‘Sovereignty’ in Russia and Ukraine (The Washington Post)
by Roland Paris
What makes a country sovereign? For Russian President Vladimir Putin, it’s not just about lines on a map or treaties with other nations but an “inner energy” created by historical and religious unity. That’s not a new concept. But it’s fueling potential international conflicts even beyond Russia’s invasion of Ukraine.

Racism in the classroom (Slate)
by Ranita Ray
In many US school districts, most teachers are white while most students are not. Conversations about “critical race theory” in the classroom often ignore racism among white teachers, but it can influence what and how students are taught.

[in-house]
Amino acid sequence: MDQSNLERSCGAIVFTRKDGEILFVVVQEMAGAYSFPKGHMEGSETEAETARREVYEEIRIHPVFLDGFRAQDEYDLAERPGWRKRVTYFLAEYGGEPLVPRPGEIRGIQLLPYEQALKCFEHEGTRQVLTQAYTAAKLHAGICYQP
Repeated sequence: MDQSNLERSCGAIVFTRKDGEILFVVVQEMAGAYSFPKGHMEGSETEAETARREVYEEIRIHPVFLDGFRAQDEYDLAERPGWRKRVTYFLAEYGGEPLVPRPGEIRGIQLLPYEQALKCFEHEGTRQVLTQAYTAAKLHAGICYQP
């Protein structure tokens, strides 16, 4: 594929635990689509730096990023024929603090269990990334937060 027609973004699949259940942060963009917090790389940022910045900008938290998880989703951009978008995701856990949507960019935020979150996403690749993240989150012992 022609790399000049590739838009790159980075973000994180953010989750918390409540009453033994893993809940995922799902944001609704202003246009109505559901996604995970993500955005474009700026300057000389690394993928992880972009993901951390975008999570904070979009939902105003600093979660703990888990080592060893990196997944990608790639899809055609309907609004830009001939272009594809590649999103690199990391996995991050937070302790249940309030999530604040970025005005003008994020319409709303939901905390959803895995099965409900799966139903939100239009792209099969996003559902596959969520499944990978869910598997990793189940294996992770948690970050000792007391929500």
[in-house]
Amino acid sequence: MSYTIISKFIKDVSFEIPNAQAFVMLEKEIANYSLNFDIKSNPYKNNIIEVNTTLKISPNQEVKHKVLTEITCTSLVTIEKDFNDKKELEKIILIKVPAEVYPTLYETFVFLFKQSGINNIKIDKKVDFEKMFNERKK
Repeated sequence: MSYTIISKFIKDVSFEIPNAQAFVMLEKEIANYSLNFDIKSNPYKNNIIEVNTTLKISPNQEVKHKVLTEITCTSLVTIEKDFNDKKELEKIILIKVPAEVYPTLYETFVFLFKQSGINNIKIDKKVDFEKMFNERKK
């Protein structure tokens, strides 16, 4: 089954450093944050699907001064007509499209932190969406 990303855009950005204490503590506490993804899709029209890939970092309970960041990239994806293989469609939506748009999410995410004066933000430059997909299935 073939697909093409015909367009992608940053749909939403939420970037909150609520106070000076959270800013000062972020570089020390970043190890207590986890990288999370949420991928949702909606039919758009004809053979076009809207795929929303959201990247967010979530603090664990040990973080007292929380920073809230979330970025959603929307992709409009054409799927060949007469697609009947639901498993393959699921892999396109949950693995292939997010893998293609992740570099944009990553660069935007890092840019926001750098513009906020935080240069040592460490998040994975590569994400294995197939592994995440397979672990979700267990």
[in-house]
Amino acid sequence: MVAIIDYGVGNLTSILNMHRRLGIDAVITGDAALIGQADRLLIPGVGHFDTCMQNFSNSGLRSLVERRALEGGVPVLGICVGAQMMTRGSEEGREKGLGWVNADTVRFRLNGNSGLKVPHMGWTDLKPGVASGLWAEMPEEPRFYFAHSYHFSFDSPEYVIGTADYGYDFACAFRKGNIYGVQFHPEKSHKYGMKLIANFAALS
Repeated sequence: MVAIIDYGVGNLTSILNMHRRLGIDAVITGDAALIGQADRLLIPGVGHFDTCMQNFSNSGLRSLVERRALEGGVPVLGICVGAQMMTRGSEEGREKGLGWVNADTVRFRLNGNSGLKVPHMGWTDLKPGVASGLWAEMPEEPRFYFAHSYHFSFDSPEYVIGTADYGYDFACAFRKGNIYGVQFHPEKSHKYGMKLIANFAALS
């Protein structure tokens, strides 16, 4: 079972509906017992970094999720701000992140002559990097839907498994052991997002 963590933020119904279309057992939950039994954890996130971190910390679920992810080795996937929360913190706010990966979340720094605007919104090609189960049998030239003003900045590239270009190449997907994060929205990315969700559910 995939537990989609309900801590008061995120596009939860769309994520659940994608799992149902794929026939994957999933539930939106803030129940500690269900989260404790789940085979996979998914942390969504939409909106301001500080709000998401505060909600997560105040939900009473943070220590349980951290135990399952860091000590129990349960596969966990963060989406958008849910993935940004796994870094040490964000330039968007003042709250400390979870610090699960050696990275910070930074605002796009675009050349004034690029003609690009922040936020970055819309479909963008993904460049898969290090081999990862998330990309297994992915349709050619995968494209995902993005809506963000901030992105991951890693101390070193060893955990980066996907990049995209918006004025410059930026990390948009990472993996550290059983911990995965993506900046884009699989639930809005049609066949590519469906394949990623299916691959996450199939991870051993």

The man who taught the world to drink tea (Atlas Obscura)
by Miranda Brown
Across most of the world today, there’s no question about what to do with tea—you drink it. But it wasn’t always so obvious. Drinking, rather than eating, tea became the norm thanks partly to a relentless campaign by a Chinese professional clown in the 700s.

Before Ketanji Brown Jackson (19th News)
by Candice Norwood
Ketanji Brown Jackson is the first Black woman nominated to the Supreme Court. But she’s not the first to be considered for the job. Amalya Lyle Kearse made several presidents’ short lists decades ago.

Elizabeth Holmes’s voice of authority (The Conversation)
Kathryn Cunningham
Theranos founder Elizabeth Holmes is widely rumored to have intentionally lowered her speaking voice to better impress investors. But why? And how would you even go about this if you wanted to?

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